Analysis of the intestinal microbiota of oligo-saccharide fed mice exhibiting reduced resistance to Salmonella infection
Publication: Research - peer-review › Journal article – Annual report year: 2010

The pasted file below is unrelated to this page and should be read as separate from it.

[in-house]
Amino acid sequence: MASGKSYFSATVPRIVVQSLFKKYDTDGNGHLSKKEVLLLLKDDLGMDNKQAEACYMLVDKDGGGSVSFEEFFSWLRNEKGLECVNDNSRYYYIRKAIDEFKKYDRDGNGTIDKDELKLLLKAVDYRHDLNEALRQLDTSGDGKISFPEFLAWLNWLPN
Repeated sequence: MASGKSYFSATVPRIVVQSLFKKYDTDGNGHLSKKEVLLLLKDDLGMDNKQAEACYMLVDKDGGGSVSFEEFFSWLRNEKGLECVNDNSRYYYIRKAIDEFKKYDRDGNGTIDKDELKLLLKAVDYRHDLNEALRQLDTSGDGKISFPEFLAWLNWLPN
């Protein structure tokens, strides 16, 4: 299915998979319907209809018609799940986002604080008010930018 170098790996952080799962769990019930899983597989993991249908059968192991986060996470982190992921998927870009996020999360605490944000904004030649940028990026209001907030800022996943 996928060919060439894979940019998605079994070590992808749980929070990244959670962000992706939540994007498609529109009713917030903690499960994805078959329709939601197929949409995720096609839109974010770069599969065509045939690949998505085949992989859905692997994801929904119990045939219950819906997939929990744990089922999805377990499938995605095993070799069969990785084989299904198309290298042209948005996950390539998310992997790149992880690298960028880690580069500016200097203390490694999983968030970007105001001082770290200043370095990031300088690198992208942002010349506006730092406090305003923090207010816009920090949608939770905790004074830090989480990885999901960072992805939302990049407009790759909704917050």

Certain indigestible carbohydrates, known as prebiotics, are claimed to be beneficial for gut health through a selective stimulation of certain gut microbes including bifidobacteria. However, stimulation of such microbes does not necessarily imply a preventive effect against pathogen infection. We recently demonstrated a reduced resistance to Salmonella infection in mice fed diets containing fructo-oligosaccharides (FOS) or xylo-oligosaccharides (XOS). In the present study, faecal and caecal samples from the same mice were analysed in order to study microbial changes potentially explaining the observed effects on the pathogenesis of Salmonella. Denaturing gradient gel electrophoresis revealed that the microbiota in faecal samples from mice fed FOS or XOS were different from faecal samples collected before the feeding trial as well as from faecal profiles generated from control animals. This difference was not seen for caecal profiles. Further analysis of faecal samples by real-time PCR demonstrated a significant increase in the Bacteroidetes phylum, the Bacteroides fragilis group and in Bifidobacterium spp. in mice fed FOS or XOS. The observed bifidogenic effect was more pronounced for XOS than for FOS. The Firmicutes phylum and the Clostridium coccoides group were reduced by both FOS and XOS. Surprisingly, no significant differences were detected between faecal samples collected before and after pathogen challenge in any of the groups. Furthermore, no effect of diets on caecal concentrations of short-chain fatty acids was recorded. In conclusion, diets supplemented with FOS or XOS induced a number of microbial changes in the faecal microbiota of mice. The observed effects of XOS were qualitatively similar to those of FOS, but the most prominent bifidogenic effect was seen for XOS. An increased level of bifidobacteria is thus not in itself preventive against Salmonella infection, since the same XOS or FOS-fed mice were previously reported to be more severely affected by Salmonella than control animals.
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